“I’m a kid from Brooklyn. I grew up around every deli you can imagine,” says Billy Durney, the pitmaster of New York’s most acclaimed barbecue restaurant Hometown Bar-B-Q. Among those delis, some Polish, others Italian or Russian, were Jewish spots like the Mill Basin Deli, and across the bridge in Manhattan, Carnegie, Second Avenue and Katz’s. “I think in a past life, I was a Jewish butcher,” Durney, who is Irish, jokes.
Early next year, he’ll open an homage to those delis, Jewish and otherwise, tentatively called Hometown Deli, in Brooklyn’s Industry City, Eater reports. The menu will be small with about 10 deli sandwiches from corned beef to pastrami, meatball parmesan to white fish. While the recipes aren’t set (Durney is currently in testing mode), he says the idea is not to “try to recreate the wheel.” Instead, he wants to give diners “the best version of the sandwich they’ve ever had.”
That includes reconsidering how meats like pastrami are smoked, and even what defines pastrami. Instead of smoking the navel cut as most delis do, Durney will use both cuts of brisket, which he explains leads to a richer sandwich. That meat will hang out in a tenderizing brine for five days, then get coated in a spice blend Durney developed at Hometown Bar-B-Q for his pastrami bacon. Which, he says, “is my joke to all my Jewish friends.” Then, the briskets will get a 16-hour smoke.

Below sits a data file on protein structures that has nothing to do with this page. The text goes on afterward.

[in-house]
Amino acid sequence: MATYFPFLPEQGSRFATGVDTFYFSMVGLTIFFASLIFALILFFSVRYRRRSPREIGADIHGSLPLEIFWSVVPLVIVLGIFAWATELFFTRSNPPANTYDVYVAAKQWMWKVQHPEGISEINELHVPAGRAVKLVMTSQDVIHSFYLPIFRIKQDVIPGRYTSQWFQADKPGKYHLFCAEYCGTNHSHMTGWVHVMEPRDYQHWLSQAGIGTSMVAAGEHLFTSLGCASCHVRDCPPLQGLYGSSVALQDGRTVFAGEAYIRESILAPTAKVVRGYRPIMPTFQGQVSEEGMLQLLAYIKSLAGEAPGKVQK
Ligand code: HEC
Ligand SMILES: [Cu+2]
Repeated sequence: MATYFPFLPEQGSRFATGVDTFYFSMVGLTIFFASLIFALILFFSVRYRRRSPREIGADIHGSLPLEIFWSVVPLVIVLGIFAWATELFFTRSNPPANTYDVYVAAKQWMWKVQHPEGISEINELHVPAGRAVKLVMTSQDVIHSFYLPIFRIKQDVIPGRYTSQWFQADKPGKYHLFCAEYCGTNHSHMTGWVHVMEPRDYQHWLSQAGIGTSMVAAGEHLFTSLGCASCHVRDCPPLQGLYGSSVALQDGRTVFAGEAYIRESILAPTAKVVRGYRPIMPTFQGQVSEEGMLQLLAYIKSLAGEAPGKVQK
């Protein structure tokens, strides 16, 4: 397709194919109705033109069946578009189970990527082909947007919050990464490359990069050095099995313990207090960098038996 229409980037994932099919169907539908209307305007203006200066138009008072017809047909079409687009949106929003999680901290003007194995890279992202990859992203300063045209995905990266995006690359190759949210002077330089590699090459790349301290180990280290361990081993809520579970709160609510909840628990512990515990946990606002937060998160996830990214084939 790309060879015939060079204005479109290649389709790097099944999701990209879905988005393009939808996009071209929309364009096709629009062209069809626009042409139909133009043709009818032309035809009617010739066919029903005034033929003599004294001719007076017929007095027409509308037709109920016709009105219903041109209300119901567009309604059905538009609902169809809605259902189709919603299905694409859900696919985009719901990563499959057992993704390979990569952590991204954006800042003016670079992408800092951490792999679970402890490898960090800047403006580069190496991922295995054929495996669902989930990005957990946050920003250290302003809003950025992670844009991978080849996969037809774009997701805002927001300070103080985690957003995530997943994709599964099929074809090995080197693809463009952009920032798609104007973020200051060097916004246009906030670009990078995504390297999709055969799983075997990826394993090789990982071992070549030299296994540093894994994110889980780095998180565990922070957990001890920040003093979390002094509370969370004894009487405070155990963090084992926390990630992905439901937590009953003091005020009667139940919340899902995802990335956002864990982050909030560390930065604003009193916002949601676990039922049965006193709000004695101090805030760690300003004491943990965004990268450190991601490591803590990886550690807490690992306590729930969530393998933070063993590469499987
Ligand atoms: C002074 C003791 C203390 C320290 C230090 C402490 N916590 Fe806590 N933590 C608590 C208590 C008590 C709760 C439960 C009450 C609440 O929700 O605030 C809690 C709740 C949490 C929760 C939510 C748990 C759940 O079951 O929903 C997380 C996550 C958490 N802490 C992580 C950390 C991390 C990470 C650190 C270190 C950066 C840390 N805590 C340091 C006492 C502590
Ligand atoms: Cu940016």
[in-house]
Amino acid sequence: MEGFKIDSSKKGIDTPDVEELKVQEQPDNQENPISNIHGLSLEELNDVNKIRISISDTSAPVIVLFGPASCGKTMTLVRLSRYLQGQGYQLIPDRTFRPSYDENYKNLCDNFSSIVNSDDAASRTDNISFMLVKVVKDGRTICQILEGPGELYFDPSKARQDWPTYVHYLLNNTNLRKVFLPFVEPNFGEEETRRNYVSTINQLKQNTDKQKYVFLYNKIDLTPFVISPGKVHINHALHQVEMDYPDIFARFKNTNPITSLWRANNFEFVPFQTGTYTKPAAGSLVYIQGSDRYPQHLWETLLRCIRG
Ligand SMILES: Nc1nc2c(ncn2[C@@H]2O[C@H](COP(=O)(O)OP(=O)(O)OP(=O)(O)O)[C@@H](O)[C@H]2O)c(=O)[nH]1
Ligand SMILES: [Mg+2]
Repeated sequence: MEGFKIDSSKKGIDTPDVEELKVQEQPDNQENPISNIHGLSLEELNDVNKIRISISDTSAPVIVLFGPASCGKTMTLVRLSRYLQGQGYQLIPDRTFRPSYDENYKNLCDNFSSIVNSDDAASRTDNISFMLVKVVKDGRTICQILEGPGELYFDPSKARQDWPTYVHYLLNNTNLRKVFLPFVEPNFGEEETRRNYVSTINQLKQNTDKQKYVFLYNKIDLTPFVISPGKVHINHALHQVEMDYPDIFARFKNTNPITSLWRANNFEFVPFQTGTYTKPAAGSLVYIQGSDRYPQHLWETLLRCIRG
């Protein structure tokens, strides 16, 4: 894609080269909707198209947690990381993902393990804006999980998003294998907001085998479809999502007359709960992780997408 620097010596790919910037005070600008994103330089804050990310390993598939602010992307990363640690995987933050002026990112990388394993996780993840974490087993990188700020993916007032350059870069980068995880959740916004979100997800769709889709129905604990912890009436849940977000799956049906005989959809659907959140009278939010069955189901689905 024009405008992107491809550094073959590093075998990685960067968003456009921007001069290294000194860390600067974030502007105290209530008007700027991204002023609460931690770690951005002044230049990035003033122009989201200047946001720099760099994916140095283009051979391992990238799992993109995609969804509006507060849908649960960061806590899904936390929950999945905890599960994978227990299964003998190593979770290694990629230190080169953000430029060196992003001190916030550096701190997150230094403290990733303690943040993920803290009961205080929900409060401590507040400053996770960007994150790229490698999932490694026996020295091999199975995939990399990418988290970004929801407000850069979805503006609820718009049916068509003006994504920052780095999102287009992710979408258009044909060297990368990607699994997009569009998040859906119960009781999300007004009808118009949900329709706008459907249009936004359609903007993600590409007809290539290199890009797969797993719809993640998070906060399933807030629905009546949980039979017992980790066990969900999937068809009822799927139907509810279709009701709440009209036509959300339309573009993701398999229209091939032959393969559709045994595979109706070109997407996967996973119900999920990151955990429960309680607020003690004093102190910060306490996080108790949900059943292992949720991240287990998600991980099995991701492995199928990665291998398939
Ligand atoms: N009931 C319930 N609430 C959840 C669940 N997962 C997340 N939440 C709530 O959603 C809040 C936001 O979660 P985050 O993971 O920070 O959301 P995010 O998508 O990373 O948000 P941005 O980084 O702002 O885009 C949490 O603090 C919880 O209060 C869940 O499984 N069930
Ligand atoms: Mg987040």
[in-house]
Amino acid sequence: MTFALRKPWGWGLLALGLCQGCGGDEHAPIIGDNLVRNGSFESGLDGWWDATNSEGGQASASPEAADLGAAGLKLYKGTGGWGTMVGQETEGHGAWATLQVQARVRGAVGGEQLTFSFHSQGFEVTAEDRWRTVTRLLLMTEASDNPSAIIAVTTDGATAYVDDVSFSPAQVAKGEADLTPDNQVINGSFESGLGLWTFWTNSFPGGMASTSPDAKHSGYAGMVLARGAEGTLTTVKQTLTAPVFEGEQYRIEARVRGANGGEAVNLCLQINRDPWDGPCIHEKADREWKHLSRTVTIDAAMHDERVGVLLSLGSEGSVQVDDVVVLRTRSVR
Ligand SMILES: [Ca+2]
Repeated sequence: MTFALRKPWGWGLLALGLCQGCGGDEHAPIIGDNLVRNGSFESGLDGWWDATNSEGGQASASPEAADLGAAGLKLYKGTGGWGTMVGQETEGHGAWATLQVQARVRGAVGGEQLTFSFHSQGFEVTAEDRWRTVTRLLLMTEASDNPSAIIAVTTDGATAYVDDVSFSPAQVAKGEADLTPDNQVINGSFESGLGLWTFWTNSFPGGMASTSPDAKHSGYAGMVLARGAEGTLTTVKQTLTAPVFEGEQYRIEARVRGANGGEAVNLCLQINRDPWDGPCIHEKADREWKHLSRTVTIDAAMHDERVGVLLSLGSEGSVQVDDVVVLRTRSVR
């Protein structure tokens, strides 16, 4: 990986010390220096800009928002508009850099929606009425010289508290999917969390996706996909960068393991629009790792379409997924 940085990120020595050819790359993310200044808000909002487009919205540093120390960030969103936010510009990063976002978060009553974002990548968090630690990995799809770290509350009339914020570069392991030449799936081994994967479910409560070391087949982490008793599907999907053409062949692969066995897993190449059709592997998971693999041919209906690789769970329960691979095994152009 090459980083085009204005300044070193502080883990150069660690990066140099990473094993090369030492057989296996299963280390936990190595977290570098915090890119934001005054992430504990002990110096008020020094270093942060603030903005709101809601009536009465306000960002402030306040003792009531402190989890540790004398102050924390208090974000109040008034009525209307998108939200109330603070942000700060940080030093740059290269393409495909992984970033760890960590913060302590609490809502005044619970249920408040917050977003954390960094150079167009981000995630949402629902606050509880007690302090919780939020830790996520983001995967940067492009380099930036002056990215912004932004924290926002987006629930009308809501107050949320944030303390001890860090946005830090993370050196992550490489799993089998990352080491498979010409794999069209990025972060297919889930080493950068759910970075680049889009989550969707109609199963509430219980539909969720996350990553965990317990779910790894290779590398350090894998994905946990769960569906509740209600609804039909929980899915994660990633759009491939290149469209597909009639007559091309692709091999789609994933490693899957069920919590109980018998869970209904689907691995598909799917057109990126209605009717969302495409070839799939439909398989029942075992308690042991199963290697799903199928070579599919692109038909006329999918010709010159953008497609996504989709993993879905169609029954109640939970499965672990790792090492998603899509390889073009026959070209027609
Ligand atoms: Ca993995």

Nodding to Katz’s and other old-school Jewish delis, slicers will stand behind a counter in the deli making sandwiches. “We want guests to be able to see the carvers,” Durney says. When they go to construct the sandwich, they’ll keep the other elements traditional. Rye bread will most likely come from famed Jewish bakery Orwasher’s and be spread with mustard. While Durney’s a self-identified mustard obsessive who makes several varieties and says he currently has about 40 on hand, he’s sticking with a spicy brown mustard here. “Sometimes an old Russian Jewish mustard is what the doctored ordered for that sandwich,” he says.
Pastrami isn’t the only Jewish item on the menu. In the mornings and on the weekends, Durney plans to offer bagels with schmear, lox, and whitefish and says there might even be matzo-ball soup to fight off the winter chill if the team opens in February or March as they hope to.
He adds: “I think in my heart, I’ve always wanted to own a deli.”
Devra Ferst is a food writer and cooking teacher living in New York. Follow her on Instagram